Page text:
Meet my latest addiction: Cold-brewed coffee. This exquisite elixir doesn’t require any special equipment. Heck, it doesn’t require electricity! Wanna produce the best iced coffee in the world? The cold-brew method is your friend.
Actually, cold-brewed coffee isn’t “brewed” at all, since the method doesn’t use hot water. The freshly-ground coffee beans are simply mixed with cold water, and then allowed to steep for 12-16 hours.
As it steeps, the coffee acquires a pleasant chocolate aroma. It also develops an extremely smooth taste, without the slightest hint of bitterness. From reports I’ve read, cold-water steeping reduces acidity in coffee by up to 70%. And that’s a good thing!
The coffee is strong, because it’s concentrated. Speaking from experience, if you don’t dilute it, you’ll get a caffeine jolt you won’t believe. I dilute the infusion with water (or ice), plus milk or cream.
Cold-brewed coffee is a snap to make, and as I said in the beginning of this post, you don’t need any special equipment:
Actually, my European (and Canadian) readers will claim that I don’t do nearly enough for them. For instance, I usually shy-away from metric measurements. So if you live in England, France, Toronto, or some other place where metrics are the rule, please accept my apologies.
Note: My apologies are best measured by volume, not weight.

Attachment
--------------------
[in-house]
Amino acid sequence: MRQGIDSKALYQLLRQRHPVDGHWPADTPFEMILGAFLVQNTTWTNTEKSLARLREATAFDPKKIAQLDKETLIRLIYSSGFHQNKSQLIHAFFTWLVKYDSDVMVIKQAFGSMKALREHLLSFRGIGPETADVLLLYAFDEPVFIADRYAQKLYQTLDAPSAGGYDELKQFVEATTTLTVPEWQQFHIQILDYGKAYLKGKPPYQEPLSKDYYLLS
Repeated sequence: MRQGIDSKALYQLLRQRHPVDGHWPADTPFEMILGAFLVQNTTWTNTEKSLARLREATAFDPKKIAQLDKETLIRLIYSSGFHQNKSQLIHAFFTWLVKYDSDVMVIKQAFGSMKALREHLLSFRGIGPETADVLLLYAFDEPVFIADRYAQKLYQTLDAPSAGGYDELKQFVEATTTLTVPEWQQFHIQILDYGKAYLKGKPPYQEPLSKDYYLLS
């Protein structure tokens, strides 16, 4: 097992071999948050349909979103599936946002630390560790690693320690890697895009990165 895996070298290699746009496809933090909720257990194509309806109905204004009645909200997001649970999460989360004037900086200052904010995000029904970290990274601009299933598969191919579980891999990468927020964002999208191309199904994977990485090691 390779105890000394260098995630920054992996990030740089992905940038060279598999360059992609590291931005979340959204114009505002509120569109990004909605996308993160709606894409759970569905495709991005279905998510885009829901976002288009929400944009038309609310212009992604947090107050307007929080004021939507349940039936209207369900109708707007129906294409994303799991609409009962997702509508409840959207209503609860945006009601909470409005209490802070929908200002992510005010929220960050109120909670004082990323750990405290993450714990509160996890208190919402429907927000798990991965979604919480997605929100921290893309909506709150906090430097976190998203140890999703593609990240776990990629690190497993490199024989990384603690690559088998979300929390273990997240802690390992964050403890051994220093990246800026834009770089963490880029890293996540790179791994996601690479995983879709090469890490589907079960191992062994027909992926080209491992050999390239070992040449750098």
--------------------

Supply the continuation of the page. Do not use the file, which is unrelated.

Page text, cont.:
Pour the grinds into a bowl or beaker (you can use the beaker that came with your French press coffee maker). Or, just do what I did last night, and use a large, 8-cup glass measure. Beakers and glass measures have pour-spouts — a real plus.
Hint: After a few steeping-hours have passed, lift the plastic wrap and inhale deeply. You’ll catch a definite, if faint, whiff of chocolate. Reseal the container.
Oh. If you made your infusion in a bowl, use a ladle to transfer the coffee from bowl to sieve. If you try to pour directly from the bowl, you’ll probably make a big mess. I’m speaking from experience here.
Make up the difference with water and/or milk or cream, and heat to the desired temperature in the microwave. Or, don’t dilute the java at all, and suffer a major case of “the jitters” for the next 6 hours. The choice is entirely yours.
As you can imagine, cold-water steeped coffee makes THE best iced coffee in the world. Fill to half-full a tall glass or a pint-size jar (as above) with ice cubes. As the cubes melt, they will dilute the coffee to “normal” strength.
Now, I don’t think you need a copy-and-paste version of the above recipe, since cold-brewed coffee is so darn easy to make. Just promise me, in the comments field below, that you will try this blissful bliss some day!
And feel free to double or triple the recipe. This way, you can keep the concentrated elixir in a big covered jar in the fridge. It will last you all week.
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